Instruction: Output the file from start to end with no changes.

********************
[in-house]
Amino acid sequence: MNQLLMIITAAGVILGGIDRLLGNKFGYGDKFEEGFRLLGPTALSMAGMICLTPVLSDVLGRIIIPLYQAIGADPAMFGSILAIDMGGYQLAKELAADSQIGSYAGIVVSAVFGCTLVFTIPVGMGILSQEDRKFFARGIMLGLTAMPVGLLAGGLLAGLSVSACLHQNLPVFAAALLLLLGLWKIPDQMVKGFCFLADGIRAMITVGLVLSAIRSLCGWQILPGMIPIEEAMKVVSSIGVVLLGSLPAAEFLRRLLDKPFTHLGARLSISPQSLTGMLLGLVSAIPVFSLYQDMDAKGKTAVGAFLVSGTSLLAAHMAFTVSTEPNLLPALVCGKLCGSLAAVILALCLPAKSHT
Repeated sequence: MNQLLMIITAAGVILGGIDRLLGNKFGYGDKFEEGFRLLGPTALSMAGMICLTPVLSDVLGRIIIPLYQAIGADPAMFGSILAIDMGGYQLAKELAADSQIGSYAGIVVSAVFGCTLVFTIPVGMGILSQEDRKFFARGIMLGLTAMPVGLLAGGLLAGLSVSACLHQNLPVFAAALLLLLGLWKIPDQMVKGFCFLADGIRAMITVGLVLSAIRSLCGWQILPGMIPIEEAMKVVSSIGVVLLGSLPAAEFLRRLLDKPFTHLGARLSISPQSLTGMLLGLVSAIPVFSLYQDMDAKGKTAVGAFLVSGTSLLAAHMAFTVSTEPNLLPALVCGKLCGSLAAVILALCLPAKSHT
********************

[in-house]
Amino acid sequence: MNQLLMIITAAGVILGGIDRLLGNKFGYGDKFEEGFRLLGPTALSMAGMICLTPVLSDVLGRIIIPLYQAIGADPAMFGSILAIDMGGYQLAKELAADSQIGSYAGIVVSAVFGCTLVFTIPVGMGILSQEDRKFFARGIMLGLTAMPVGLLAGGLLAGLSVSACLHQNLPVFAAALLLLLGLWKIPDQMVKGFCFLADGIRAMITVGLVLSAIRSLCGWQILPGMIPIEEAMKVVSSIGVVLLGSLPAAEFLRRLLDKPFTHLGARLSISPQSLTGMLLGLVSAIPVFSLYQDMDAKGKTAVGAFLVSGTSLLAAHMAFTVSTEPNLLPALVCGKLCGSLAAVILALCLPAKSHT
Repeated sequence: MNQLLMIITAAGVILGGIDRLLGNKFGYGDKFEEGFRLLGPTALSMAGMICLTPVLSDVLGRIIIPLYQAIGADPAMFGSILAIDMGGYQLAKELAADSQIGSYAGIVVSAVFGCTLVFTIPVGMGILSQEDRKFFARGIMLGLTAMPVGLLAGGLLAGLSVSACLHQNLPVFAAALLLLLGLWKIPDQMVKGFCFLADGIRAMITVGLVLSAIRSLCGWQILPGMIPIEEAMKVVSSIGVVLLGSLPAAEFLRRLLDKPFTHLGARLSISPQSLTGMLLGLVSAIPVFSLYQDMDAKGKTAVGAFLVSGTSLLAAHMAFTVSTEPNLLPALVCGKLCGSLAAVILALCLPAKSHT